Hot on the heels of the world’s first underwater resort opening in the Maldives, an upscale hotel has opened a building with a distinctive solar panel roof on a private island in the Indian Ocean archipelago. New York’s Yuji Yamazaki Architecture (YYA), which also created the submarine building, designed the new destination, known as the Kudadoo Maldives Private Island.

The architects claim that the 320-kilowatt-peak (kWp) capacity of the roof system is enough to power the entire resort and that the system will recoup its cost after five years of use. Other design touches, like gaps between the panels to allow filtered interior daylighting and an extensive canopy overhang for shading, aim to minimize power use.

Photo of Kudadoo Maldives Private Island

The solar panels will generate enough power for the entire resort. (Courtesy Kudadoo Maldives Private Island)

The Maldives, a low-lying collection of atolls in the middle of the ocean, are exceptionally sensitive to climate change and any subsequent sea-level rise. Some studies estimate that islands like the Maldives may be uninhabitable by the middle of the century as rising sea levels flood aquifers, damage infrastructure, and submerge livable space. This makes the use sustainable power sources like solar panels particularly salient for the area.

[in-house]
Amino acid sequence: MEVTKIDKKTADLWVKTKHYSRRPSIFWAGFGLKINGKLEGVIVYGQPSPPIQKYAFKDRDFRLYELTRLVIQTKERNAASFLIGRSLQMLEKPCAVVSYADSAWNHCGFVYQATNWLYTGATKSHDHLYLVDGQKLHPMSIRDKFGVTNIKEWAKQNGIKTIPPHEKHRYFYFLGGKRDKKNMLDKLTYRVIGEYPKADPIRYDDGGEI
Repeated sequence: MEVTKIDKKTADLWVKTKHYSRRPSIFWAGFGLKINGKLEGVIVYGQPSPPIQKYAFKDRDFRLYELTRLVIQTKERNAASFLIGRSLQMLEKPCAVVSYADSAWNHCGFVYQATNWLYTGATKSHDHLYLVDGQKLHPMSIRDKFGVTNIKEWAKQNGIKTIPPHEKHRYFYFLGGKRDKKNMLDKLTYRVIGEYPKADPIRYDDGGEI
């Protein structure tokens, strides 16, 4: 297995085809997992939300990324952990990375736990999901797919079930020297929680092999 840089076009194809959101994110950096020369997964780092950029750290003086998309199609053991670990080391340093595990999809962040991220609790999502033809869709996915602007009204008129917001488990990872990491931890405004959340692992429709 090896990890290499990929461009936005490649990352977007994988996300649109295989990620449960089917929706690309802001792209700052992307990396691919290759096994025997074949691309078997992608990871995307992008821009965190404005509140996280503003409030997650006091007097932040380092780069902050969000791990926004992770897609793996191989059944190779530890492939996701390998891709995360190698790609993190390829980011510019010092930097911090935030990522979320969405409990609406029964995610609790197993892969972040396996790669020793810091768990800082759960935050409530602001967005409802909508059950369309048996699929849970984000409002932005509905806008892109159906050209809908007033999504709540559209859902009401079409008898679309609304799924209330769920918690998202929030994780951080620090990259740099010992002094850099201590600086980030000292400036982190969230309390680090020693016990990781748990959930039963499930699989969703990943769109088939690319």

YYA chose to celebrate the panels on the roof rather than minimizing them or trying to camouflage them among other materials. Visitors will primarily approach the resort by plane, and the panels will be one of the first things they see.

Of course, rooms at the private island don’t come cheap. A recent search showed rooms starting at $2400 a night.

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